• Probiotics 25 billion organisms/day

  • Cetaphil gentle skin cleanser 2x/day

Low Dose Accutane Log


#54 CBIOT13

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Posted 28 April 2013 - 12:45 PM



Okay, so here's a quick update. I have seen quite a few things about niacinamide (Vitamin B3) applied topically to reduce oil. I must say this is one that I looked at awhile ago but never followed through with some trials, and I have to thank moderator AKL for reminding me of it. 
 
It is very easy and actually pretty cheap to just buy some niacinamide powder in Bulk Form on amazon, and then just add it to a moisturizer or solution. I haven't had much time to look up the mechanism behind how it works, but I have seen studies confirming it's oily production reducing ability.
 
I also ran into some interesting but hard to believe posts about something called Nobiletin. Jofo you may have some experience with this one. Didn't have much time to look into it in terms of effectiveness and practicality. 
 
My last midterms and finals are coming up, so I may be MIA for awhile. Physics III is threatening to absolutely destroy my GPA right now, so that is my number one priority LOL. But come summer time the niacinamide experiments will begin.

 
I look forward to your results. Have you ever considered trying something like b5 or vitamin a topically?
 
And I totally understand about school. I've pretty much been gone for weeks already. I'm in PHYS 182, and the class average is an F.
Yea that's what I'm going to be looking into next. I see so much about various B-vitamins affecting oily skin, so I may try them in some form.

And yea for our last exam on Special Relativity the class average was a 54% :)

Our next exam is on Quantum Theories, so that's going to be fun lol

Edited by CBIOT13, 28 April 2013 - 12:45 PM.

People never cease to amaze me. Some with their brilliance, others with their ignorance. eusa_think.gif

 

Here's A Few Acne.org Threads Of Mine You May Find Useful/Interesting (updated 7/25/13)

-- DIY Apple Cider Vinegar Toner http://www.acne.org/messageboard/topic/324606-flakydryoily-skin-try-this/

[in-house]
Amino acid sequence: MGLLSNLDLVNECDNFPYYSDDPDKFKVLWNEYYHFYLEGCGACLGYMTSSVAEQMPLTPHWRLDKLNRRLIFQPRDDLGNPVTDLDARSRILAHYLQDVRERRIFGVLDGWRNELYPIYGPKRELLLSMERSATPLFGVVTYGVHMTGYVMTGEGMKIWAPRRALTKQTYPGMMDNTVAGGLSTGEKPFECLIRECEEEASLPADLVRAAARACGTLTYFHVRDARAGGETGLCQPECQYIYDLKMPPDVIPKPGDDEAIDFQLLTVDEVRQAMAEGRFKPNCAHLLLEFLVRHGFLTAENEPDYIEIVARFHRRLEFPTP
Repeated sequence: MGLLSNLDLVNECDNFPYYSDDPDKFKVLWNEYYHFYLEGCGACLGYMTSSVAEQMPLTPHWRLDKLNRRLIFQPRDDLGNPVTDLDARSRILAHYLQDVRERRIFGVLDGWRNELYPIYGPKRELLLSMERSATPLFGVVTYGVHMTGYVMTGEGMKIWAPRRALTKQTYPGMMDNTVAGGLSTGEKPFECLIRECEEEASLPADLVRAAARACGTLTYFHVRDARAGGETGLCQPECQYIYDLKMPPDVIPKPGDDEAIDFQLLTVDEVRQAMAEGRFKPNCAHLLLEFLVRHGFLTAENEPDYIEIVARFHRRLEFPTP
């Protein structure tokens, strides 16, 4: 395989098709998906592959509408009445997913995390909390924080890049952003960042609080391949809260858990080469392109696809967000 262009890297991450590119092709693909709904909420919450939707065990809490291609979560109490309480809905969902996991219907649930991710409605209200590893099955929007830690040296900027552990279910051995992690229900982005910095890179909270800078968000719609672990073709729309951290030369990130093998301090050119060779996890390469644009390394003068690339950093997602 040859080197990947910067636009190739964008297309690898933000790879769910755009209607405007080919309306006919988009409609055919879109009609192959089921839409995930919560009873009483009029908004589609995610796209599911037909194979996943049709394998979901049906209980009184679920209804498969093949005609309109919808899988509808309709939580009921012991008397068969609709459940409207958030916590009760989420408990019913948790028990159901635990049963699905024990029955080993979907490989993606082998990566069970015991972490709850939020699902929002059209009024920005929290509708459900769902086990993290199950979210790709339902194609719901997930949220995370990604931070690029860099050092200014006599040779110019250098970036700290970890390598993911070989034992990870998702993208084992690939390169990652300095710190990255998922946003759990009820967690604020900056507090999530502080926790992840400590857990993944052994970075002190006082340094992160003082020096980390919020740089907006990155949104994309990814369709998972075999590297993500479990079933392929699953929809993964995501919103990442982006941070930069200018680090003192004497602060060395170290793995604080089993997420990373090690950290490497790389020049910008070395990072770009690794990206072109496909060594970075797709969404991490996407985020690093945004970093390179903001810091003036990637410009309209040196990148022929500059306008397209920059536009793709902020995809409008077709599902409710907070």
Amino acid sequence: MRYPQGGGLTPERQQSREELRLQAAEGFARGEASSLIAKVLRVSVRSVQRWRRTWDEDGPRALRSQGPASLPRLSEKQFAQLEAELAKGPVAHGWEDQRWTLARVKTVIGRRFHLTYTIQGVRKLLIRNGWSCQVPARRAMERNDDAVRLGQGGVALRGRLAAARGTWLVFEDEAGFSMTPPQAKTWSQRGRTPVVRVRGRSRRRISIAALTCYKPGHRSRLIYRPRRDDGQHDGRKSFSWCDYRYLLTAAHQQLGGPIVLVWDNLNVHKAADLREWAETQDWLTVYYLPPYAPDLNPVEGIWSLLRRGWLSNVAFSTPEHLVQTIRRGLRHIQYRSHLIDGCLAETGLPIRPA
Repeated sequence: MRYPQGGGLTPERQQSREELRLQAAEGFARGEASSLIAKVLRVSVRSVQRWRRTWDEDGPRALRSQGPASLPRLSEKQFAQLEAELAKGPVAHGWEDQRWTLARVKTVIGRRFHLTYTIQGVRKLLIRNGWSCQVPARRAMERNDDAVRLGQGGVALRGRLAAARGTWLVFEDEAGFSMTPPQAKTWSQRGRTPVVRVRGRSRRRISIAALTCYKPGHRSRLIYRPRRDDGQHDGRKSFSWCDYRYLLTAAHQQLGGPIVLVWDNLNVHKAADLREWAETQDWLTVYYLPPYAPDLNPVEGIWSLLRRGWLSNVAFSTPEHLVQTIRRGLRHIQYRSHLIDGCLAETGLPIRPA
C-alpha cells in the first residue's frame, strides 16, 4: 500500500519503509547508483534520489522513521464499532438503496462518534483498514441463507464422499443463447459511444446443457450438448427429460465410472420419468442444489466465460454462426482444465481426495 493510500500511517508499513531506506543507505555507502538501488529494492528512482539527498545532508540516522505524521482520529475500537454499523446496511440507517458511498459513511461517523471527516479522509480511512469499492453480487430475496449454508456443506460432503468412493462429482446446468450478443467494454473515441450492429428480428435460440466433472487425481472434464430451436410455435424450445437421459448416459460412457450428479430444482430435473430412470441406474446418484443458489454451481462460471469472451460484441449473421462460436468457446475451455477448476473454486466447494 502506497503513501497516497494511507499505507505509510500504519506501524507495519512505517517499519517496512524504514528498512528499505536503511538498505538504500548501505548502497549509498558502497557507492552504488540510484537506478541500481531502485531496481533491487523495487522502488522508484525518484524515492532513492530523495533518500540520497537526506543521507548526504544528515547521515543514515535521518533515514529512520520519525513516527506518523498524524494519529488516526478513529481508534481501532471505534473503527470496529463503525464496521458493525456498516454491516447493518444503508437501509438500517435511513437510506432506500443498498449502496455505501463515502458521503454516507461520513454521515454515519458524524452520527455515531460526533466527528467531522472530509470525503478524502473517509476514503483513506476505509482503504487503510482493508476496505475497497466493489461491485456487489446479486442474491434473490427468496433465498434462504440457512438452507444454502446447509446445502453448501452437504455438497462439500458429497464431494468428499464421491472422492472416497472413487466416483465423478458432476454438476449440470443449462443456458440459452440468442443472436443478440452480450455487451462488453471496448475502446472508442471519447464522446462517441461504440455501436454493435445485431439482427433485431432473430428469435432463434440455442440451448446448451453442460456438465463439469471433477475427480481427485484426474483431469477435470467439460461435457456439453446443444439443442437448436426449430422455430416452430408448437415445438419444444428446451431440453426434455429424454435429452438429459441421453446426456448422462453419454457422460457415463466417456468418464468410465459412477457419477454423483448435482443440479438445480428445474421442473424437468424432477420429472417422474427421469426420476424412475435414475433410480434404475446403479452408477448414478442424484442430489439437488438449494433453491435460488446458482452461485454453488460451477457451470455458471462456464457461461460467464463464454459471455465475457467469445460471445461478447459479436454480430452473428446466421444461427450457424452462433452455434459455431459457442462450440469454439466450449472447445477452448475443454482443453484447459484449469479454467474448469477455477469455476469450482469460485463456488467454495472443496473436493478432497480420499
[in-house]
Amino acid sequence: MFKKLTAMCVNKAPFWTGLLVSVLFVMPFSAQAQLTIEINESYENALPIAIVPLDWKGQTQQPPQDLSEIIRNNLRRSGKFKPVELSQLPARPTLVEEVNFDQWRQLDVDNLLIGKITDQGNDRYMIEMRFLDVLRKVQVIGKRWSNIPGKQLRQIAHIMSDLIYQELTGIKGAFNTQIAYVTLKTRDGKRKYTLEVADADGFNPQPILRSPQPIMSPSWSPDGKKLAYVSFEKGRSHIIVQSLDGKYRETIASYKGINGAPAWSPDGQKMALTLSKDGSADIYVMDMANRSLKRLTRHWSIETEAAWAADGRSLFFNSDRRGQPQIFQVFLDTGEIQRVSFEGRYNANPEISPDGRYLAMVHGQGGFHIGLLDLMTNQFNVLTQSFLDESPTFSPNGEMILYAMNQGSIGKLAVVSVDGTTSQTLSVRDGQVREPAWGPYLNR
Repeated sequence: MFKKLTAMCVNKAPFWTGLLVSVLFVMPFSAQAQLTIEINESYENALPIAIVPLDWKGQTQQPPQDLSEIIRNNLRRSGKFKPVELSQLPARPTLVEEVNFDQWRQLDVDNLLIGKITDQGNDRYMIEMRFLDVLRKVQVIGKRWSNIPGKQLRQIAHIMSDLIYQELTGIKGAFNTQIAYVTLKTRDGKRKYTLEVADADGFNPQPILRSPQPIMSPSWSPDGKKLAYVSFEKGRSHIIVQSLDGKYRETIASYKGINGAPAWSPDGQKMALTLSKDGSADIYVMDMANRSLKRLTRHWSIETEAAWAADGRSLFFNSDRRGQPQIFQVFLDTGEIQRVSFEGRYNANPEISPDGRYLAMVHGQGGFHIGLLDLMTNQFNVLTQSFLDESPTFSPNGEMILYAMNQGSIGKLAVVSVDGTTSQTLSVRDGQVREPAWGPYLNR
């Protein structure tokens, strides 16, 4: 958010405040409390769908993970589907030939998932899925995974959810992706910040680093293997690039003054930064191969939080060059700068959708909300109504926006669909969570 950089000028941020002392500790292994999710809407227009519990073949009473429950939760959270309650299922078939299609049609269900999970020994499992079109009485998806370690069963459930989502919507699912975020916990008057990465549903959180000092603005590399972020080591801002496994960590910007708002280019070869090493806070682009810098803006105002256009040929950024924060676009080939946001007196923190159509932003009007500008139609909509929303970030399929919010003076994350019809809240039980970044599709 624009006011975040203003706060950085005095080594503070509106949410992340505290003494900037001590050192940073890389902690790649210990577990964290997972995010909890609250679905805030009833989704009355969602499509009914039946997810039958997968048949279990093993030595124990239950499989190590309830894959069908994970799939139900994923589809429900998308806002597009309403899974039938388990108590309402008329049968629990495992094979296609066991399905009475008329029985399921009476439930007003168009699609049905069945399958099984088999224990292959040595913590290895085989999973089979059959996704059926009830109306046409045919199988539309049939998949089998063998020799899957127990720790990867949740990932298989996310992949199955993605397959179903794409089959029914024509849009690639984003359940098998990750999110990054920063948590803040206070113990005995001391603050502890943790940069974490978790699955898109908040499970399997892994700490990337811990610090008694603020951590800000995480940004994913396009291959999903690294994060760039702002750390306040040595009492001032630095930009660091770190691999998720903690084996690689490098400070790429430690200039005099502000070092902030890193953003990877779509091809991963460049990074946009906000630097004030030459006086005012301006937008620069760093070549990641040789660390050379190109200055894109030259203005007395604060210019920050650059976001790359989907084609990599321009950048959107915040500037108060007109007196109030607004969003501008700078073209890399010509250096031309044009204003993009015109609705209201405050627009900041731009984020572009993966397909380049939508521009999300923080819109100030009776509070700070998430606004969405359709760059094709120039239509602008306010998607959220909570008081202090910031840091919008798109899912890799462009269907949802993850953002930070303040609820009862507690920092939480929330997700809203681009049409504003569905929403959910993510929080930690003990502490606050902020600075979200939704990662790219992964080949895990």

-- How to Ice Inflammed or Picked at Cysts http://www.acne.org/messageboard/topic/327532-acne-redness-removal-trick/

-- Milk of Magnesia Uses http://www.acne.org/messageboard/topic/329385-ways-to-use-milk-of-magnesia-for-oily-skin/

Other Threads Worth Looking At

-- Oily Skin Research Thread: This shows some of our previous efforts and explains the mechanisms behind oily skin.

http://www.acne.org/messageboard/topic/326345-oily-skin-research/

-- My failed but enlightening experiment going the "less is more" route, aka "The Caveman Routine"

http://www.acne.org/messageboard/topic/327898-a-minimalist-approach-for-oily-skin/

 

 

 


#55 Omnivium

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Posted 26 May 2013 - 03:27 AM

4. Vitamin D Suppresses Sebocyte Cell Proliferation

 

From this article we see that a metabolite of vitamin D "resulted in a dose-dependent suppression of [sebocyte] cell proliferation, modulation of cell cycle regulation and of apoptosis" in vitro. To get this metabolite called calcitriol, vitamin D needs to be metabolized by the liver and then the kidneys. The article goes on to say that vitamin D is likely important for regulation of sebum production.

 

This article also says that vitamin D3 "induces time- and dose-dependent modulation of cell proliferation, cell cycle regulation, lipid content and IL6 and IL8 secretion by cultured sebocytes."

 

I am having difficulty finding actual clinical trials, but I did find this. It said that in mice, removing the vitamin D receptors[in sebocytes] resulted in a number of problems including enlargement of the sebaceous glands and development of epidermal cysts. It says their data imply that vitamin D receptors control collagen production, hair development and growth, and proliferation of sebaceous glands.

 

I think in our modern way of life, most of us are deficient in vitamin D. I know I am. If you have oily skin, I think getting some sunlight or taking some vitamin D3 is worth a try. I didn't find any clinical trials about its effectiveness at regulating sebum production, but you can easily find plenty of testimonials online.


How I Stay Clear:

  • Accutane 5mg/day

  • Probiotics 25 billion organisms/day

  • Cetaphil gentle skin cleanser 2x/day

Low Dose Accutane Log


#56 Omnivium

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Posted 02 June 2013 - 04:12 PM

http://www.google.co...tents/US5292727


How I Stay Clear:

  • Accutane 5mg/day

  • Probiotics 25 billion organisms/day

  • Cetaphil gentle skin cleanser 2x/day

Low Dose Accutane Log